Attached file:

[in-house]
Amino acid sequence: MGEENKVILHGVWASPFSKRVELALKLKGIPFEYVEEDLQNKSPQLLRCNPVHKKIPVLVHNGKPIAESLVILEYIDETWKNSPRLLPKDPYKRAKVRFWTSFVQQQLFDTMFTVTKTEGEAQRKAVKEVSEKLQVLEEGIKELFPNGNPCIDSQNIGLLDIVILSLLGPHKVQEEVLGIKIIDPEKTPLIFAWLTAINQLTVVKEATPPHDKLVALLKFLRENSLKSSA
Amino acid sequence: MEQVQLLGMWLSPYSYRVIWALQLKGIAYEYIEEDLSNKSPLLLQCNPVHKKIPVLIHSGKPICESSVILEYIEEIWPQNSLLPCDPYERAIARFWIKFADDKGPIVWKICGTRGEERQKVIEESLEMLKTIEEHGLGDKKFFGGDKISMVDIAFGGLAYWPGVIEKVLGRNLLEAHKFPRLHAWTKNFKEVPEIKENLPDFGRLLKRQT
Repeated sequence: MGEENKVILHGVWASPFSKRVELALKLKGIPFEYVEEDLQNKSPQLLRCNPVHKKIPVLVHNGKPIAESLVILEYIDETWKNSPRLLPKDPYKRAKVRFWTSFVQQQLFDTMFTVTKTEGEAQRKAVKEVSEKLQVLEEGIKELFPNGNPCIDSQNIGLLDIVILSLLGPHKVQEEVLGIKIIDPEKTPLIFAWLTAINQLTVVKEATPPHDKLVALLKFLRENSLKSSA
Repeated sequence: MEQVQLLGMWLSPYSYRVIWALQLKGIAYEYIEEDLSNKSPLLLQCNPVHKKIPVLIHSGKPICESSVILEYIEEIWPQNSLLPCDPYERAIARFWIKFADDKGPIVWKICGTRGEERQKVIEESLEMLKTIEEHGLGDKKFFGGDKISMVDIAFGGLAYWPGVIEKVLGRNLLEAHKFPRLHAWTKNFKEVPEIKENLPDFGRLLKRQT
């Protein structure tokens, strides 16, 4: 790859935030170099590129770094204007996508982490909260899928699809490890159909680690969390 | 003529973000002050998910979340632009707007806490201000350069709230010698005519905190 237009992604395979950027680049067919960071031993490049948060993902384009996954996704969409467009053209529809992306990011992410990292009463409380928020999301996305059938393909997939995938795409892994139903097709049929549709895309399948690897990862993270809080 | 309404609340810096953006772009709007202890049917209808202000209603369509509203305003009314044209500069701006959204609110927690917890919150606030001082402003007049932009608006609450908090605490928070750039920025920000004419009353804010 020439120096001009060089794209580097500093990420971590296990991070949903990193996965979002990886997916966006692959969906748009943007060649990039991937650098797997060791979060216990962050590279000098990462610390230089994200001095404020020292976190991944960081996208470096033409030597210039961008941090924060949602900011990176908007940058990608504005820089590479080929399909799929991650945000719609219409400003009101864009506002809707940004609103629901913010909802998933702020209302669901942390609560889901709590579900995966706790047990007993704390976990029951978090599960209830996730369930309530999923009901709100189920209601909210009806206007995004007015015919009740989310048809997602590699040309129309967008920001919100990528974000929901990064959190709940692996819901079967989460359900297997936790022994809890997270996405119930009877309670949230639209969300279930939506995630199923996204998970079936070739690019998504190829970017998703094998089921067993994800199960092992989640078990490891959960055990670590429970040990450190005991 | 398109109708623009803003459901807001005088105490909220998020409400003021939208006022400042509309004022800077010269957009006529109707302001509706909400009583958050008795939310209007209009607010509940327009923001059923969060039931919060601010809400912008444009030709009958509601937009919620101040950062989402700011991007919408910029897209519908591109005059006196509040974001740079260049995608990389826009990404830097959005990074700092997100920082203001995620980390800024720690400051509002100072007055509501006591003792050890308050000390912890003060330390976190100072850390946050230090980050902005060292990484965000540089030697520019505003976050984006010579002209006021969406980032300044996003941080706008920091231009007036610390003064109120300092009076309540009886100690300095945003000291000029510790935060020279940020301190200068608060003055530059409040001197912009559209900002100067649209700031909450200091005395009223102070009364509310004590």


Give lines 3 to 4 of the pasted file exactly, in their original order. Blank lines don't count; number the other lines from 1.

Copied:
Amino acid sequence: MEQVQLLGMWLSPYSYRVIWALQLKGIAYEYIEEDLSNKSPLLLQCNPVHKKIPVLIHSGKPICESSVILEYIEEIWPQNSLLPCDPYERAIARFWIKFADDKGPIVWKICGTRGEERQKVIEESLEMLKTIEEHGLGDKKFFGGDKISMVDIAFGGLAYWPGVIEKVLGRNLLEAHKFPRLHAWTKNFKEVPEIKENLPDFGRLLKRQT
Repeated sequence: MGEENKVILHGVWASPFSKRVELALKLKGIPFEYVEEDLQNKSPQLLRCNPVHKKIPVLVHNGKPIAESLVILEYIDETWKNSPRLLPKDPYKRAKVRFWTSFVQQQLFDTMFTVTKTEGEAQRKAVKEVSEKLQVLEEGIKELFPNGNPCIDSQNIGLLDIVILSLLGPHKVQEEVLGIKIIDPEKTPLIFAWLTAINQLTVVKEATPPHDKLVALLKFLRENSLKSSA